As Jonathan Freedland suggested in The Guardian, it’s probably because ‘people expect much less of the Tories than they do of an avowedly anti-racist party such as Labour … if the Tory party is riddled with bigotry towards a minority, it hardly comes as a surprise.’
What I find so deeply depressing about all this is that it shines such an unflattering light on politicians and political activists who claim to be in business to make the UK a better place. If they are harbouring racists and bigots – and failing to root them out – I dread to think what might lie in store.
Because if you think this is just a handful of pathetic bigots sounding off and doing no real harm, ponder these statistics.
According to the most recent figures from the Muslim monitoring group Tell Mama, there were 1,200 verified anti-Muslim attacks in Britain last year, an increase of more than twenty-five per cent over the previous year and the highest number since it began recording incidents.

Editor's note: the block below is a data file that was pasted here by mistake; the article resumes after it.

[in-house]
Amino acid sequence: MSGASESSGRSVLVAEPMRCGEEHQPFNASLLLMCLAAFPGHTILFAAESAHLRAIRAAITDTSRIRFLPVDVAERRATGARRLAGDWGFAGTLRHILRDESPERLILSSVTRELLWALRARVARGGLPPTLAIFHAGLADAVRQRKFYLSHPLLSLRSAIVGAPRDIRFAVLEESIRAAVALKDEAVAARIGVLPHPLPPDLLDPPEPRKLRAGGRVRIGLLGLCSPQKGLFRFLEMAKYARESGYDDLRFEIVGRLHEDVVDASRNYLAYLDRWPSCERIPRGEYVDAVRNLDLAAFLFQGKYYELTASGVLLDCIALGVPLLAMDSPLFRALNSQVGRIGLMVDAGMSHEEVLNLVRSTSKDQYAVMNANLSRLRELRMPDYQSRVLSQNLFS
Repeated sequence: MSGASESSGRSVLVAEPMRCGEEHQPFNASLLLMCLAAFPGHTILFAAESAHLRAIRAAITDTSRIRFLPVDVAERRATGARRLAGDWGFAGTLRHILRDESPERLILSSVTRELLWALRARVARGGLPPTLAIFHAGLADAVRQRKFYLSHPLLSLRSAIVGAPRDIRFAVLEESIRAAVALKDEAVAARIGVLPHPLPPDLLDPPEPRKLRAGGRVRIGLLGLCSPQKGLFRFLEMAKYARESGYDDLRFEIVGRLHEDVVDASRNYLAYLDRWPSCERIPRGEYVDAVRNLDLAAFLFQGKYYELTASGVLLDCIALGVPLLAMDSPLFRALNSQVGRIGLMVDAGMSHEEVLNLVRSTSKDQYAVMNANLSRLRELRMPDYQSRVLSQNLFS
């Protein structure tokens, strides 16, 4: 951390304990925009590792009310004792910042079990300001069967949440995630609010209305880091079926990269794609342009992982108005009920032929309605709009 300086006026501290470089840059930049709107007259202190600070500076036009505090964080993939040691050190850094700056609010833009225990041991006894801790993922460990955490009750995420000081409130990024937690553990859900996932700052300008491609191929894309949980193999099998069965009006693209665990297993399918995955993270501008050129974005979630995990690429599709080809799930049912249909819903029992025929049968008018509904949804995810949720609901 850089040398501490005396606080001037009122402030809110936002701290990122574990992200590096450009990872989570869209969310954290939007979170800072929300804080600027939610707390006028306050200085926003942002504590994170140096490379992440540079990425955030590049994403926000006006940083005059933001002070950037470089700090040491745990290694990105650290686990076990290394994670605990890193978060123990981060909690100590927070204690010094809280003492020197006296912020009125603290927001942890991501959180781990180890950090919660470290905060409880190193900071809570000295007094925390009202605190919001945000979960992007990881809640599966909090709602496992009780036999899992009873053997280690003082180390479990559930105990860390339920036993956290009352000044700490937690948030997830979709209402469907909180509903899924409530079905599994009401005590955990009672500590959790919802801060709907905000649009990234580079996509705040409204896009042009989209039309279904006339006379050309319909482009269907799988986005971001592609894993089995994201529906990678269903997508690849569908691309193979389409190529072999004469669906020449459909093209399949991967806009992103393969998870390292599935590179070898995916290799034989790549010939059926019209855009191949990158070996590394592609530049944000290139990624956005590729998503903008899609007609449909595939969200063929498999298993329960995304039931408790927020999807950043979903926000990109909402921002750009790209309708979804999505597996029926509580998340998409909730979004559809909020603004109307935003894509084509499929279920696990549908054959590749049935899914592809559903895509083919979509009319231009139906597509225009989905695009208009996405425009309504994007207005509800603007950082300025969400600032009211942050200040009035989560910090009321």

And according to the Jewish security group the Community Security Trust, there were more than 1,650 antisemitic incidents over the same period, a sixteen per cent increase over the previous year.
There should be no tolerance for bigotry anywhere, whether in the constituency meeting rooms of our two main political parties or on the streets and online where thugs think they can attack minorities with impunity.
And Cabinet ministers should learn how to talk about people who look different, sound different, or worship differently, without being offensive. It really isn’t that hard.